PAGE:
Earlier this morning, we busted Jeff Rosenberg at the DFL-congruent MNPublius carrying the Alliance for a “Better” Minnesota’s water in a piece riddled with factual errors.
And when you catch someone carrying foul, deceptive water, it’s best to go back to the well.
In fact, records show that the Minnesota County Attorneys Association opposed the bill Emmer introduced, as well as Mothers Against Drunk Driving and the Office of Public Safety.
At least A4aBM got that part right – as far as I can tell, anyway. But that should not be a shock; the County Attorney’s Association will always oppose any law that takes away discretion and power from county prosecutors, or inconveniences them in anyway. Emmer’s laws would have…:
- allowed drunk drives to be considered innocent until proven guilty, and…
- …allowed those convicted of DUI to get some of their rights and privacy back after ten years of good behavior.
That is all! Of course, it would mean that county prosecutors would have to prove people guilty to the standard of reasonable doubt rather than have the accused considered guilty until proven innocent. And Mothers against Drunk Driving would, it is safe to say, repeal the Bill of Rights if it meant they could lower the blood alcohol content to .06%.
But that lone bit of factiness is lonely in this press release:
The attorneys testifying in favor of the law were private attorneys who, according to their web sites, defend those arrested for drunk driving.
Yes, attorneys Weidner and Stokes defended drunk drivers. And, as I showed in this morning’s piece, they also did family, child custody, criminal defense, prosecution, personal injury and product liability and – in the interest of completeness – litigation against drunk drivers.
A4aBM either is too sloppy and stupid to check this out, or they are actively trying to deceive the public. I’m voting for “b”.
“Emmer is trying to run from the fact that he introduced a bill that lessened penalties against drunk driving,” said Denise Cardinal, Executive Director of Alliance for a Better Minnesota Action Fund.
I see no evidence that Emmer’s “running from” anything.
Because do you know who else supported Emmer’s “implied consent” bill? The one that would have treated accused drunk drivers as innocent until proven guilty – exactly the same as Democrats want terrorists in US custody treated?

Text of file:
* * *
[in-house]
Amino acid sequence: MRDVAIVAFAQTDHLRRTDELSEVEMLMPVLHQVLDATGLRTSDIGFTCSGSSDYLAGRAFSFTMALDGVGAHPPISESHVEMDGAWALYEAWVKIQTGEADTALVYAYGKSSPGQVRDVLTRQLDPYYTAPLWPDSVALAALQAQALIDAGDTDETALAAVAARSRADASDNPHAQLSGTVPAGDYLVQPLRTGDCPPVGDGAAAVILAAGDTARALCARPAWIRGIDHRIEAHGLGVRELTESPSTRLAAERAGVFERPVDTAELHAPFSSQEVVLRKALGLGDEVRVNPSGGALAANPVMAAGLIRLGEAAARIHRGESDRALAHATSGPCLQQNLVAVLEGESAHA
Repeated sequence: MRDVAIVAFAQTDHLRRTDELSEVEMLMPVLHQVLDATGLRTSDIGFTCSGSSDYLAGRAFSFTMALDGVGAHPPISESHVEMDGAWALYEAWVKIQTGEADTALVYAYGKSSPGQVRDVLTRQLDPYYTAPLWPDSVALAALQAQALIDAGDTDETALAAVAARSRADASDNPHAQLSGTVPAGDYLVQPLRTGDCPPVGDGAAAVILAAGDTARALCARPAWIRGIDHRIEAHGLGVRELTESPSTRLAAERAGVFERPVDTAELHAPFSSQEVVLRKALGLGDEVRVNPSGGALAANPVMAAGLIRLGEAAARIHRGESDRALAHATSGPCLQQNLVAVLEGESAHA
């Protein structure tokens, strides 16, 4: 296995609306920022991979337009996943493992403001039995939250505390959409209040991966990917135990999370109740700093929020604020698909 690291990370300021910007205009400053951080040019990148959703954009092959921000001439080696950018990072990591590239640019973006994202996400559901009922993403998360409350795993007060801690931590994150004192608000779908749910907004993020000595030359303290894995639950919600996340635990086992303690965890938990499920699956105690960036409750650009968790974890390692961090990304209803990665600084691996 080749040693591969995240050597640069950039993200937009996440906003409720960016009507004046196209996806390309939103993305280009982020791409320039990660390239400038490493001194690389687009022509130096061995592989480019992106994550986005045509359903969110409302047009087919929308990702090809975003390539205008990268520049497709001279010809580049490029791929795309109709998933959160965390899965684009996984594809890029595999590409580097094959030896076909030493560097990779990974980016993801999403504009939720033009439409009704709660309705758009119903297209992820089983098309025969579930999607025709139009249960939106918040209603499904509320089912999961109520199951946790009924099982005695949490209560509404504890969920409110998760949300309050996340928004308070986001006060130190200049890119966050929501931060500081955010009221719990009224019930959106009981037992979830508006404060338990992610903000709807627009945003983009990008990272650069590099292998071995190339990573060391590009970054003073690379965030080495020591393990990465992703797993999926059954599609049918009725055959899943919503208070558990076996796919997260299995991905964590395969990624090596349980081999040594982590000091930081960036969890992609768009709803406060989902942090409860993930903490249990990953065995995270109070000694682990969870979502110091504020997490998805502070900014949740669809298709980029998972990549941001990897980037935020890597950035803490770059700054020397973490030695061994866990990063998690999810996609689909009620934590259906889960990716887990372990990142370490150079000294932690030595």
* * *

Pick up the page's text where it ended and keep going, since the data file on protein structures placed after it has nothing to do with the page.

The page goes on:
Former Minnesota Supreme Court Chief Judge Eric Magnuson. And DFL attorney general Lori Swanson. [EDITOR’s NOTE: While I’m told the Attorney General’s office did in fact support the bills because the Implied Consent hearings are an immense cash and time suck, I am still looking for the actual cite. When I find it, I”ll un-strike it – Ed]
A source close to the story emailed me:
Weidner told me last night that the AG actually supported this bill. He is going to find the letter they sent…He also told me Chief Judge Magnuson supported it and threatened to end implied consent hearings b/c they cost so much.
Perhaps A4aBM has evidence that Magnuson (and, so my source says, the Attorney General’s office) are also “soft on drunk driving?”
I’ll be interested in seeing if A4aBM or Jeff Rosenberg at MNPublius, who’ve led the way in trafficking the “alternate realities” about this story, plan on accounting for those facts.
As re A4aBM, I’m going to suggest they’re just going to keep lying – down to the simplest of facts:
Republican Gubernatorial Candidate Tom Emmer’s campaign made false claims on Wednesday when it stated that prosecutors asked Emmer to sponsor a bill that lessened penalties for drunk
In other words, “Emmer lied about talking with prosecutors”. It’s quite an accusation.
But even the Dayton-friendly Star/Tribune debunks that claim:
Emmer referred most questions on the bill to Stillwater attorney Tom Weidner, who works for a law firm that handles prosecution for 10 municipalities in Washington County and also does criminal defense, including DWI cases.
So why does the A4aBM, and sites like MNPublius who serve mainly as DFL press release vehicles, so brazenly repeat such bald-faced lies?
Because they assume the voter is stupid, and they still think in the pre-blog paradigm that assumes that absent any dissenting opinion they’ll stay that way.
Let’s see what we can do about that, shall we?